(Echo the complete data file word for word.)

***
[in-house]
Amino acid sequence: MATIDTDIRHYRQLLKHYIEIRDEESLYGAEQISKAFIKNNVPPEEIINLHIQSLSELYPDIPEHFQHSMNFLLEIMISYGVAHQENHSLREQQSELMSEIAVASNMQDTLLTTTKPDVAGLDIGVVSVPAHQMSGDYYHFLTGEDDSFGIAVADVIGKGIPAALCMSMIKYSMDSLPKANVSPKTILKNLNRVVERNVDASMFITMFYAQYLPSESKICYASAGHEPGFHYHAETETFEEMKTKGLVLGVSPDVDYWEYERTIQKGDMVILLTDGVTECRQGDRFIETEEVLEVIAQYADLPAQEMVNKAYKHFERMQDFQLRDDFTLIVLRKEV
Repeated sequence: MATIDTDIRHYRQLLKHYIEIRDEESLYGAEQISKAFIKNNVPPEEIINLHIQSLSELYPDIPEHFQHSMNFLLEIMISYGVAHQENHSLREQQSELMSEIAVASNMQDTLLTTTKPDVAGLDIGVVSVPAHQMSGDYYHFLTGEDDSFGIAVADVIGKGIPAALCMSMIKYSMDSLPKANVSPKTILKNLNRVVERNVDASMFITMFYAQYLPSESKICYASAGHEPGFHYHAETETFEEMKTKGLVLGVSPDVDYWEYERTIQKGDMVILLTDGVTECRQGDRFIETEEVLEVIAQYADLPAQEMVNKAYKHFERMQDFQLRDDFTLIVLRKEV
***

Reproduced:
[in-house]
Amino acid sequence: MATIDTDIRHYRQLLKHYIEIRDEESLYGAEQISKAFIKNNVPPEEIINLHIQSLSELYPDIPEHFQHSMNFLLEIMISYGVAHQENHSLREQQSELMSEIAVASNMQDTLLTTTKPDVAGLDIGVVSVPAHQMSGDYYHFLTGEDDSFGIAVADVIGKGIPAALCMSMIKYSMDSLPKANVSPKTILKNLNRVVERNVDASMFITMFYAQYLPSESKICYASAGHEPGFHYHAETETFEEMKTKGLVLGVSPDVDYWEYERTIQKGDMVILLTDGVTECRQGDRFIETEEVLEVIAQYADLPAQEMVNKAYKHFERMQDFQLRDDFTLIVLRKEV
Repeated sequence: MATIDTDIRHYRQLLKHYIEIRDEESLYGAEQISKAFIKNNVPPEEIINLHIQSLSELYPDIPEHFQHSMNFLLEIMISYGVAHQENHSLREQQSELMSEIAVASNMQDTLLTTTKPDVAGLDIGVVSVPAHQMSGDYYHFLTGEDDSFGIAVADVIGKGIPAALCMSMIKYSMDSLPKANVSPKTILKNLNRVVERNVDASMFITMFYAQYLPSESKICYASAGHEPGFHYHAETETFEEMKTKGLVLGVSPDVDYWEYERTIQKGDMVILLTDGVTECRQGDRFIETEEVLEVIAQYADLPAQEMVNKAYKHFERMQDFQLRDDFTLIVLRKEV